How the U.K. Supreme Court’s Rebuke to Boris Johnson Remakes British Law

from NYTs

Britain’s all-consuming debate over Brexit has dragged another of its respected institutions into uncharted territory, as the Supreme Court struck down Prime Minister Boris Johnson’s suspension of Parliament, an extraordinary intervention by the judiciary into a political dispute.

The unanimous decision, handed down on Tuesday, is an unalloyed defeat for Mr. Johnson and will propel Britain into a fresh round of political turmoil. But it is even more significant for what it says about the role of the country’s highest court, which has historically steered clear of politics.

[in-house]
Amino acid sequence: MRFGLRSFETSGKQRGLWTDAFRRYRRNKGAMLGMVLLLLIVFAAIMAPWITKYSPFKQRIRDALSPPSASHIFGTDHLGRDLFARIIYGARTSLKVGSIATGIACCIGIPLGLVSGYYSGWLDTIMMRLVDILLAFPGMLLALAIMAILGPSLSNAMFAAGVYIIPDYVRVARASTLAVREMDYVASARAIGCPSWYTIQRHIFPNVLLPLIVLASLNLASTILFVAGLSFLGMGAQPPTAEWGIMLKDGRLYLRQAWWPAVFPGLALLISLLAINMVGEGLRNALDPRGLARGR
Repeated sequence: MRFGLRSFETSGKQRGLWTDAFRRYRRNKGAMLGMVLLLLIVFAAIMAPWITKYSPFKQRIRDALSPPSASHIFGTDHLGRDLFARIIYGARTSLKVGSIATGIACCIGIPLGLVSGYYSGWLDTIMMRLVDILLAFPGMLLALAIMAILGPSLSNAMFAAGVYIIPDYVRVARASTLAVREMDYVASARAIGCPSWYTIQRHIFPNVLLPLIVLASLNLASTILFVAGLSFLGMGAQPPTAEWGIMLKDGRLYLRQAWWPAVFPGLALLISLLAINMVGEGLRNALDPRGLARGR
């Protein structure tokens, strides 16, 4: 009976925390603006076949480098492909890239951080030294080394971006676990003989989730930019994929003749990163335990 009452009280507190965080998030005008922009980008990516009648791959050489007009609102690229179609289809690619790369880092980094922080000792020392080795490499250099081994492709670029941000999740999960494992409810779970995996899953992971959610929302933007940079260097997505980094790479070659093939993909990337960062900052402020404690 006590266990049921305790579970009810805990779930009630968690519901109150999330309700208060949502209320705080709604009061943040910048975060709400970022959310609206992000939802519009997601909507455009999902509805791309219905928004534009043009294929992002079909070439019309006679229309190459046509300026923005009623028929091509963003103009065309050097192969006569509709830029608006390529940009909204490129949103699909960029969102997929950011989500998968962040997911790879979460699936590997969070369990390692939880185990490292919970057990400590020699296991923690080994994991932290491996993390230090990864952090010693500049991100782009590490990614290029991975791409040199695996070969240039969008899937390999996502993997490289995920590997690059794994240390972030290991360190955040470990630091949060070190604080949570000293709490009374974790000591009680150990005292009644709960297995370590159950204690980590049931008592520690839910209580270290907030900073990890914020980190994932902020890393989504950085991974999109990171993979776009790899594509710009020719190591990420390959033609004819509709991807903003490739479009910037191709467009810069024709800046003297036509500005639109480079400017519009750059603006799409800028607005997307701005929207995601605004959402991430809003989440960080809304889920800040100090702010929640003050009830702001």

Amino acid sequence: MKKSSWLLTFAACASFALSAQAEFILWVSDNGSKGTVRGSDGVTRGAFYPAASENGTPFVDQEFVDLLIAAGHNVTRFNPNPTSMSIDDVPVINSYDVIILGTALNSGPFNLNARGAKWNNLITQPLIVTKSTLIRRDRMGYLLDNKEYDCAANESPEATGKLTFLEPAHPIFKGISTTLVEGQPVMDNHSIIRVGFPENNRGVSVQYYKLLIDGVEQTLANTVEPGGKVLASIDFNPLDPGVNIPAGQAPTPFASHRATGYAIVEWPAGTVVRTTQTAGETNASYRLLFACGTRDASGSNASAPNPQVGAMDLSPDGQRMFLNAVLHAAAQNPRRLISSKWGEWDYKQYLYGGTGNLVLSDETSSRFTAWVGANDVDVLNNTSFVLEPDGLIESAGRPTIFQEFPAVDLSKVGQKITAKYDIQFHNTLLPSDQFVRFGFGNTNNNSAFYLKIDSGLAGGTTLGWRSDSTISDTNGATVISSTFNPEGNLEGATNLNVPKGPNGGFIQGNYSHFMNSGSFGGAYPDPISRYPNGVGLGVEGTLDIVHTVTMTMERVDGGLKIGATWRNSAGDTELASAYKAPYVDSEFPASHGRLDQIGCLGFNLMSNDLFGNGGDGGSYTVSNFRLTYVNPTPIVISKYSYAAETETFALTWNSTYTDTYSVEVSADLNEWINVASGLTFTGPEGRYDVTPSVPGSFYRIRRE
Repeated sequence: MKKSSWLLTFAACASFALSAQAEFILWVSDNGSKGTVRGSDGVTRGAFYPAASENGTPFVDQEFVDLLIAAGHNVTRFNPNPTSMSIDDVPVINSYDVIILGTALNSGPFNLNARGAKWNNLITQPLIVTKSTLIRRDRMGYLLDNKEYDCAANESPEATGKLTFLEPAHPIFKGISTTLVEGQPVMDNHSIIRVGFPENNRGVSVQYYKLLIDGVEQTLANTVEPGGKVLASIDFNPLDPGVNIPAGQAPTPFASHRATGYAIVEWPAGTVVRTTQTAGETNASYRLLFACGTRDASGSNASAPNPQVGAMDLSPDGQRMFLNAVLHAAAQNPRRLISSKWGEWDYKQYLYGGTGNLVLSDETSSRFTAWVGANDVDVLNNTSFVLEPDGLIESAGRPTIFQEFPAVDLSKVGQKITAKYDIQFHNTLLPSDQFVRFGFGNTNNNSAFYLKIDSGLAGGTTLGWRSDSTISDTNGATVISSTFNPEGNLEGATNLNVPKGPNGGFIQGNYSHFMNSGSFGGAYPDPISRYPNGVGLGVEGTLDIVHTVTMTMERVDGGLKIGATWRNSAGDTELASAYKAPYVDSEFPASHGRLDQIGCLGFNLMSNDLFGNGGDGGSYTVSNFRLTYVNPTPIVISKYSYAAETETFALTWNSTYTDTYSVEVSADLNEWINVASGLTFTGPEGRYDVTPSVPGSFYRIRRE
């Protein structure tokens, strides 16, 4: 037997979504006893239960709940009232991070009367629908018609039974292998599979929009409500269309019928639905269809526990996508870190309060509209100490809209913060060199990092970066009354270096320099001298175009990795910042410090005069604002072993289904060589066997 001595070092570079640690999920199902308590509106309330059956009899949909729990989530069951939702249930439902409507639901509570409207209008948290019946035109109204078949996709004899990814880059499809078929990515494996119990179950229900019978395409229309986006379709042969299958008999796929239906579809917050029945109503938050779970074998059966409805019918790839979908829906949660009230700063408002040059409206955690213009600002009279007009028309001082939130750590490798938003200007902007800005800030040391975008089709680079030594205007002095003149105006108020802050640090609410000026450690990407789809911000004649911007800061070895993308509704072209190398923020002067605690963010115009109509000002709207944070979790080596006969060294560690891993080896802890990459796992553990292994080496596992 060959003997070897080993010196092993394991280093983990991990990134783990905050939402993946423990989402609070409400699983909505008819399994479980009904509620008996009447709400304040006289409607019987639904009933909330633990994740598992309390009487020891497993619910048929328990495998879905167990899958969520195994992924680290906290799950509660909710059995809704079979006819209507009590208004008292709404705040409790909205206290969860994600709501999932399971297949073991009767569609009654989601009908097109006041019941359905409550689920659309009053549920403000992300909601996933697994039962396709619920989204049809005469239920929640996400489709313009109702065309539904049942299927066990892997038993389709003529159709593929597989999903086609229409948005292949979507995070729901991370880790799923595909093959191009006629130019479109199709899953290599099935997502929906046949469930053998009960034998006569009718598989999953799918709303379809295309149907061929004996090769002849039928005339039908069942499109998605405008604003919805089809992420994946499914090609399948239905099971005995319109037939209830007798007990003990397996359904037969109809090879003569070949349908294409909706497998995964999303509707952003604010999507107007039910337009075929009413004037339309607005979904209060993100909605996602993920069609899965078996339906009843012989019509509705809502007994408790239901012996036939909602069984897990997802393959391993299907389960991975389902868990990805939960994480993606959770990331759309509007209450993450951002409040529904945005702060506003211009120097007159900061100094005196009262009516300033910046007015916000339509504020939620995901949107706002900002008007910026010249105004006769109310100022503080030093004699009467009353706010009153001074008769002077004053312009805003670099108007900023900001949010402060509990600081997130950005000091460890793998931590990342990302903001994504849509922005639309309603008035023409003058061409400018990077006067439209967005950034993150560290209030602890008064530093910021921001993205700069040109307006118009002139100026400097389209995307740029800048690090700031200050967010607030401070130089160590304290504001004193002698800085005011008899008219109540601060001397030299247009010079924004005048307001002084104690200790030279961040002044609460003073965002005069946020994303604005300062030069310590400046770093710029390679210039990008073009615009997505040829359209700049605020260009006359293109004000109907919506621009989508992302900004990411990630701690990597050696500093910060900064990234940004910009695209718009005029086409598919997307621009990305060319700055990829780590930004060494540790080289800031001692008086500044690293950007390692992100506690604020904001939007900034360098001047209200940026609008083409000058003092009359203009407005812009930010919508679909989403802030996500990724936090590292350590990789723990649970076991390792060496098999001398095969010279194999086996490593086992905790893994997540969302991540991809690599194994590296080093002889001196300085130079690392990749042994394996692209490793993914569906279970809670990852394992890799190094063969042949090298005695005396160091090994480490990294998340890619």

By ruling that Mr. Johnson acted unlawfully — and doing so in such stark language — the court asserted its right to curb a government that obstructed Parliament’s ability to “carry out its constitutional functions as a legislature and as the body responsible for the supervision of the executive.”

But critics warned that in taking upon itself the right to adjudicate disputes between the government and Parliament, the court would soon find itself thrust into the same charged, highly partisan waters that have politicized decisions of the United States Supreme Court in recent decades.

More here.

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